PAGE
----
One of my favorite photography experiences was when I was able to get pictures of a Woodcock. I had heard about Woodcocks because I had a friend who hunted them, but I had no idea what they looked like. I came across my first one, not knowing what it was, and without my camera. It was a smaller birds with short legs and long pink toes. It had a fairly short tail and a long beak with a visible tongue. It had large, dark eyes that weren’t on the front of its face, but on the sides of its head. Without my camera, I followed the bird around through the brush, trying to memorize the details so I would be able to go home and research what it was. I found out it was a Woodcock. One writer described it as “a bird that looks like it has been created out of spare parts!” I loved that accurate description. Later I did have my camera and saw another Woodcock, the only other one I have ever seen. I was able to again follow the bird and take numerous photographs that remind me of the fun I had that day. Because I find it fascinating to see and learn about these things, I take pictures of them in hopes that someone else might enjoy seeing and learning more about nature in Roseau County.
(The elusive Woodcock!)
Earlier I touched on another reason I continue to photograph what I see – it relates to seeing common things, but seeing their details. It is hard to see the details of small, moving things like insects. With a photograph, you can capture the details and look more closely at them. The intricately colored wings of a butterfly might draw our attention, but how often do we get to look at the face of a butterfly? A photograph makes that possible and a butterfly’s face is also very interesting. One time I was photographing what people call a Hummingbird Moth. There are various kinds in our area and the one I was photographing was a White-lined Sphinx Moth. This moth is active in the daytime and moves its wings very fast like a hummingbird. Because it moves so quickly, it is difficult to see the pattern on the wings. With a photograph, you can catch the wings open and see how beautiful they actually are. Trying to capture these details is a challenge for me but that is also what makes photography fun. If you fail in your first or second or third attempt to photograph something, that just makes the final success that much more appreciated.
I also enjoy photographing people. I try to show something about the person or their personality when I take their picture and if I can do that I feel like I have been successful. I am not very skillful in taking more formal group pictures of people but I like taking candid photos. I had the opportunity to take pictures at a large family gathering and I took many pictures of various groups within the family. When I went home though and looked through my pictures, my favorite one was of the hands of the father in the family. He had been a hard working man all of his life and his hands showed it. I felt like that said something that was important to remember and that is why I liked that photograph so much.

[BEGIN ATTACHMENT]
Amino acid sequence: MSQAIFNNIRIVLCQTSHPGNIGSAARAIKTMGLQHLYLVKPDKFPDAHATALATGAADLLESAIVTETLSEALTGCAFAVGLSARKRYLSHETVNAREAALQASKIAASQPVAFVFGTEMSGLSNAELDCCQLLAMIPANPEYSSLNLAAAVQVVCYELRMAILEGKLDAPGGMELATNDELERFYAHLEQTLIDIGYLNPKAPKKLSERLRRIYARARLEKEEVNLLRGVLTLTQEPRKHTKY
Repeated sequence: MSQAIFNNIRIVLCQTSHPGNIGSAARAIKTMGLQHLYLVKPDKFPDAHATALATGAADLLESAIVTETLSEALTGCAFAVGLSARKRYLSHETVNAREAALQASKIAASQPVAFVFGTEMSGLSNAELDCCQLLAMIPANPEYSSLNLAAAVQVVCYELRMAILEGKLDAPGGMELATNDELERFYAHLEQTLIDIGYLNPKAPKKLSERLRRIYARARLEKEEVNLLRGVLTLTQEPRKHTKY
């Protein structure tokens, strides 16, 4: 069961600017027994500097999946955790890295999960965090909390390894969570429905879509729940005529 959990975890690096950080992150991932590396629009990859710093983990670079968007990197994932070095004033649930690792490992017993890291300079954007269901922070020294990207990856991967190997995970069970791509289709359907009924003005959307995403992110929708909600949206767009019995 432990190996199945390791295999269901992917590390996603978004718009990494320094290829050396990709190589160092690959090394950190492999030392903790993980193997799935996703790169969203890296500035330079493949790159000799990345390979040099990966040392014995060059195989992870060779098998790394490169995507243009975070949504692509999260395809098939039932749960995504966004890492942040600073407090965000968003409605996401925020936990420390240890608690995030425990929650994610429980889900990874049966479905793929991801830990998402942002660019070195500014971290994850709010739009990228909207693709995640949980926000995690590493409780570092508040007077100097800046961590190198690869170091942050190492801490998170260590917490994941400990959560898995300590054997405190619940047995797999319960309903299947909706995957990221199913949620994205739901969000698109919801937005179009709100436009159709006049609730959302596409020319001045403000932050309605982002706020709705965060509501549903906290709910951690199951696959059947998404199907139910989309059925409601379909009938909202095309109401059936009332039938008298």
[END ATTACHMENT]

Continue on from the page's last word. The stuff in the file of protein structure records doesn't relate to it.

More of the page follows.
One of the more challenging facets of outdoor photography is knowing what to wear when I go out with my camera! Ha! Because I like to walk through woods and in ditches to take many of my photographs, I have to deal with what is outside, and that often involves bugs of some sort. Mosquitoes are always around us in Minnesota and bull flies can also be bothersome. I try to wear knee-high waterproof boots most of the time, even if I don’t think I am going to be in a wet place. I think it gives the Woodticks one less place to attach themselves to me. With taller boots, I might deter a few Woodticks, but I often still end up with wet feet because I want to take just one more step to get closer to something I am photographing. That sometimes means I end up in water that is too deep.
I also try to wear a light weight jacket or long-sleeve shirt even in the summer. That also helps with bugs, but the main reason is to avoid poison ivy. I have not been careful enough though and typically I get one nasty case of that each year, usually when I am photographing Lady’s Slippers. I typically try not to disturb animals or birds that I see when I am photographing. I try not to get too close or I stay away all together if there is a baby of any kind involved. If I think I won’t do any harm by taking one quick photo that just involves point, shoot, get out of there I might do that, but otherwise I try to stay out of what I think of as the the personal space of birds or animals. One time when I was photographing an especially perfect clump of white Lady’s Slippers I must have been too close to a blackbird with a nest or a baby. I was making my third round trip of about 90 miles in just a few days to try get a picture of the flowers when they were at the peak of their bloom and I had finally gotten there at the right time. Every time I would lower my head, a blackbird would dive bomb me twice in quick succession and then fly to a pole to sit and look at me. The bird flew close enough to me that I did not trust him not to actually hit me. I had a hard time focusing on the blossoms and watching the bird at the same time. It took a long time to get my photographs that day. I never saw what was making him so protective. That, however, is the only negative incident I have had with any wildlife.